‘World Cup can leave huge legacy’

New sports minister Thulas Nxesi says hosting the 2023 Rugby World Cup could make a similar impact on South Africa as the 2010 Fifa World Cup.

Nxesi visited the headquarters of SA Rugby in Cape Town on Tuesday, his first since taking office a month ago. He was met by SA Rugby president Mark Alexander and CEO Jurie Roux, as well as members of the executive council and senior staff members of the organisation.

'Today’s meeting was basically a meet and greet and part of my campaign of listening and learning with all the sporting federations, finding out what their challenges are and hopefully we can help them deal with those challenges,' said Nxesi.

'Rugby is very important [in South Africa]. We know our team had a slump last year, but we believe we will go back to where we belong as South African rugby.'

Nxesi drew parallels between the Fifa World Cup in South Africa and SA Rugby’s desire to host the 2023 Rugby World Cup.

'If I were to draw on my experiences from the soccer World Cup in 2010, in terms of nation building, we saw both black and white in the stands supporting Bafana Bafana and enjoying the football.

'The legacy of that tournament, among black and white, is very important. A big part of that legacy is the stadia which were built, which means that we have the necessary infrastructure in place already and we don’t have to start from scratch.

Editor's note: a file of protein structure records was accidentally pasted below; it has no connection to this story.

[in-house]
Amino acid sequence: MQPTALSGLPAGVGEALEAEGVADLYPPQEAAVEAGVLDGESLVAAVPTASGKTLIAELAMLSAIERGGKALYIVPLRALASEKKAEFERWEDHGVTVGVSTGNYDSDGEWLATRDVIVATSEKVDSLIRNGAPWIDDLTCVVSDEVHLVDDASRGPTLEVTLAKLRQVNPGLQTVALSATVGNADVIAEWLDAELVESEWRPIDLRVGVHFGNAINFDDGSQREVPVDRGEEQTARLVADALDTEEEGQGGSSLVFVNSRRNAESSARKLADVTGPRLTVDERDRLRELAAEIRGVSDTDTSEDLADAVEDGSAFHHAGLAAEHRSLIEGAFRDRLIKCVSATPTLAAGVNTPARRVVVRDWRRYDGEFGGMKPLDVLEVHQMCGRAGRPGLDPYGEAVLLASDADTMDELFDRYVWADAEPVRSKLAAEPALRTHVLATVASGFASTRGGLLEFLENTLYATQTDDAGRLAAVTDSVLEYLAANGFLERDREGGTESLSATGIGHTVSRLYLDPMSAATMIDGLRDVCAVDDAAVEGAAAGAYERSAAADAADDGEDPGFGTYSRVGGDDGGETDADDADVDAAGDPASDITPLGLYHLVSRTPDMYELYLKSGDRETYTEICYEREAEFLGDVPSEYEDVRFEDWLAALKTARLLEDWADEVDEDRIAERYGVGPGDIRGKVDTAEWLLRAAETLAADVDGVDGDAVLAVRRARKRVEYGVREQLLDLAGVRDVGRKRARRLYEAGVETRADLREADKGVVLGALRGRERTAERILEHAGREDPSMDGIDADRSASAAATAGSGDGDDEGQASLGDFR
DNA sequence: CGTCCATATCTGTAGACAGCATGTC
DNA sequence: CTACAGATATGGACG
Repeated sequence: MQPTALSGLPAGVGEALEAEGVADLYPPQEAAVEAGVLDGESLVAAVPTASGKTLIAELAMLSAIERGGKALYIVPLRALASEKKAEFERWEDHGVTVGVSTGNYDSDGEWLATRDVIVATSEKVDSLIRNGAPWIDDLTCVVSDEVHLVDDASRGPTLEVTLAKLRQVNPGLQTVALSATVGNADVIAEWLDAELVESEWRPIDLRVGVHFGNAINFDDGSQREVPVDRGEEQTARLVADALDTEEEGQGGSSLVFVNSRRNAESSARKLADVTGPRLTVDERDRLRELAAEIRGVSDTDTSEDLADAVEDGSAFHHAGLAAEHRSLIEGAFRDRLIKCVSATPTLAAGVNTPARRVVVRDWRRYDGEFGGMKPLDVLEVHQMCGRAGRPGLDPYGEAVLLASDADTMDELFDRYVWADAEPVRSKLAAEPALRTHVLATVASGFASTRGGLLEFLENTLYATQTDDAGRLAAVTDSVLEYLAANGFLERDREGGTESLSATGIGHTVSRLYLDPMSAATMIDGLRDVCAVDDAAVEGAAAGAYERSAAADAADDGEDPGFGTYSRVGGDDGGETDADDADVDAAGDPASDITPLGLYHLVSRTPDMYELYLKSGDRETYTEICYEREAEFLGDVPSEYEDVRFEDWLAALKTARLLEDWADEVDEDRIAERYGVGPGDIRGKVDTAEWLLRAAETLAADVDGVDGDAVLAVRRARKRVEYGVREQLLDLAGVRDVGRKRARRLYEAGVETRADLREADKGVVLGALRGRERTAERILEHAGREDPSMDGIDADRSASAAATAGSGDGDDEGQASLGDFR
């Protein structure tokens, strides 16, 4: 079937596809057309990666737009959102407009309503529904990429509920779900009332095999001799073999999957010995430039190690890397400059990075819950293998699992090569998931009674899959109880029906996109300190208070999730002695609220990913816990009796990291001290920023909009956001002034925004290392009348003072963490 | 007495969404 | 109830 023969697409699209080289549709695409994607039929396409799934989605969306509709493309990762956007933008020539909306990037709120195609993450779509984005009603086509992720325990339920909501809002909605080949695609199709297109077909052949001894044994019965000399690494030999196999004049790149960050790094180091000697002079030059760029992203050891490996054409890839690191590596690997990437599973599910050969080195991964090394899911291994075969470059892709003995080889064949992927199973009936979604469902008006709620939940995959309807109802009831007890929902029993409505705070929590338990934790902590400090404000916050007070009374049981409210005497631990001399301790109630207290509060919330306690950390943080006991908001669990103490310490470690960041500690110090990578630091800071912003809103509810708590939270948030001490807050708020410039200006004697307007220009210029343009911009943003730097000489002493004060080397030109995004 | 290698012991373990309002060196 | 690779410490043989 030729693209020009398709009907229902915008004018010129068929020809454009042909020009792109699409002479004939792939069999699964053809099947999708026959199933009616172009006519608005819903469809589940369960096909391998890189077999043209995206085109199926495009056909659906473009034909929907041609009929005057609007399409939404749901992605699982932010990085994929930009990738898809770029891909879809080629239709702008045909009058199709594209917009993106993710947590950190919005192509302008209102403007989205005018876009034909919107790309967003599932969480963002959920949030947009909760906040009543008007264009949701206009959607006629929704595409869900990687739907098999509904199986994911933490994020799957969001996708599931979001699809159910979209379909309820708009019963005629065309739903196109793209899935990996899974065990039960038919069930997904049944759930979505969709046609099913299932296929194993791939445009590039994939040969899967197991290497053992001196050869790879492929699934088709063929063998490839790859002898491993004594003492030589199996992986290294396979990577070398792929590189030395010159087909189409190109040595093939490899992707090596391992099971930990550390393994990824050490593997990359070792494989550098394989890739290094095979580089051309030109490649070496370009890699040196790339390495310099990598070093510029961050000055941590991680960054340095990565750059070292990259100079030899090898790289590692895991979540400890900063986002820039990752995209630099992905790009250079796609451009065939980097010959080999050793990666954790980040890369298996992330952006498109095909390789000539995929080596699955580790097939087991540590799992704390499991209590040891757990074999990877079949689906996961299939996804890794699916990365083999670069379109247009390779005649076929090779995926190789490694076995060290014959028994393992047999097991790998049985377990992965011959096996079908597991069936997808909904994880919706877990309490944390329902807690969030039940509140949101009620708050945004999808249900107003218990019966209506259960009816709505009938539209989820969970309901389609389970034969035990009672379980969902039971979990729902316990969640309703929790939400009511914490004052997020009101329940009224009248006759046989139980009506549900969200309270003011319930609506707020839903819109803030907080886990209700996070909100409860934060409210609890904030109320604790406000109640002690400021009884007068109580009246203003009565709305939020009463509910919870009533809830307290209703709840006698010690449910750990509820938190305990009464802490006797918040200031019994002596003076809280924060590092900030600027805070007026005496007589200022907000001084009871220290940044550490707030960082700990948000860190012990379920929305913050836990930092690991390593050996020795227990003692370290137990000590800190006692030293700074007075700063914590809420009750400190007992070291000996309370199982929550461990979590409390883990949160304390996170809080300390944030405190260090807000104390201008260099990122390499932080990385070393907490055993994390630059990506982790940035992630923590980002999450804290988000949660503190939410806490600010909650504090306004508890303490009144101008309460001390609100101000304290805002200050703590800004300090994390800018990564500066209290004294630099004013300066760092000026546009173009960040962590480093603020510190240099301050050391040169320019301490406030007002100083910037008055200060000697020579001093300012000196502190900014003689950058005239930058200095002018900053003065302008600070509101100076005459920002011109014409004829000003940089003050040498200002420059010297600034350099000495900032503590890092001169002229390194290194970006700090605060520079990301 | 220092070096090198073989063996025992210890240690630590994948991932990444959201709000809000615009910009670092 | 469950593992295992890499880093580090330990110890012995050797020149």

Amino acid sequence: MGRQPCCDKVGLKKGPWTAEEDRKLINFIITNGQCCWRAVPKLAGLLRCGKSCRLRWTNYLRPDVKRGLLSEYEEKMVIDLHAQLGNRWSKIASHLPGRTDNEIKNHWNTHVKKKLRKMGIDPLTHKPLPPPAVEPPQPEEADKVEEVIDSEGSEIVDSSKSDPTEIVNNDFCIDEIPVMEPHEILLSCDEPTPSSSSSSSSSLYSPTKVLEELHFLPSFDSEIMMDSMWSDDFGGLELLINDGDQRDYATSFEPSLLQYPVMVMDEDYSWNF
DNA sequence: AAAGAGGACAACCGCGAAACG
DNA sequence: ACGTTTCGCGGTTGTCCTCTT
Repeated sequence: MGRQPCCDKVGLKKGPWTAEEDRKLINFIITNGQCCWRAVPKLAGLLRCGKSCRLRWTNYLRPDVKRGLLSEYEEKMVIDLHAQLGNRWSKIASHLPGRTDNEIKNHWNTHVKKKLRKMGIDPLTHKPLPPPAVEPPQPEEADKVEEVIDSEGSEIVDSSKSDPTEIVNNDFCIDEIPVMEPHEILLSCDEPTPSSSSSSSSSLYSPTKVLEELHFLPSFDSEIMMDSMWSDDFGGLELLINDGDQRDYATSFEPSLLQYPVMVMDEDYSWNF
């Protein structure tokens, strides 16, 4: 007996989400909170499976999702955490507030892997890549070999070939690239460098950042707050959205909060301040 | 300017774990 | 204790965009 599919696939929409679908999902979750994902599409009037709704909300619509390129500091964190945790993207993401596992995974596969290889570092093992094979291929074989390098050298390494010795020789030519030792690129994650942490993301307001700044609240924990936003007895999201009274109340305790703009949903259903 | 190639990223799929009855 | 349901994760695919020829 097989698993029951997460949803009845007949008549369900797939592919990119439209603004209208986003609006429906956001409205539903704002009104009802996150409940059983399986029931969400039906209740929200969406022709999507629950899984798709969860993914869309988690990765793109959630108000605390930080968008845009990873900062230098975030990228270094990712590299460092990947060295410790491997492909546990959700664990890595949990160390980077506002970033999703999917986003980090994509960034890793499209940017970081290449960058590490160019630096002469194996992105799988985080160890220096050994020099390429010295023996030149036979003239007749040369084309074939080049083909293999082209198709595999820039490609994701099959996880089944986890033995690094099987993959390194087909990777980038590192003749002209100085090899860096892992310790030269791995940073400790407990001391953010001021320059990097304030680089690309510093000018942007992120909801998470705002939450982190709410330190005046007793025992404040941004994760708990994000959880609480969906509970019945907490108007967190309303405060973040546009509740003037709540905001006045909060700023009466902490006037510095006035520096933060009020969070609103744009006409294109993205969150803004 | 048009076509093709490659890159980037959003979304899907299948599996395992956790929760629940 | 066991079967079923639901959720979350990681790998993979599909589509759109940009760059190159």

'It means the hosting costs would be seriously reduced and I believe that the hosting of the Rugby World Cup in 2023 can also leave a huge legacy and make a big impact, just like soccer did [in 2010].'

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Nxesi added that sports development would be a major focus for him in his new position.

'I am very passionate about development and was interested to hear what SA Rugby’s development programmes entail, in the schools, because that’s where the youth is,' said the minister. 'They provided me with the documents and I still have to study those, but it’s good that at least there is something going on in terms of youth development.

'However, we can always do more – but that is not only the responsibility of rugby – and the federations will have to work together with Departments of Sport and Education, pull all the necessary resources together and ensure we identify talent in rural areas and townships.

'The role of sport is big because the majority of our youth are unemployed and if we have solid sporting programmes at clubs, village and community levels, and the youth can engage in sports over weekends, we can keep them away from crime. But that is a tall order.'

Photo: Sydney Seshibedi/Gallo Images

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Simon Borchardt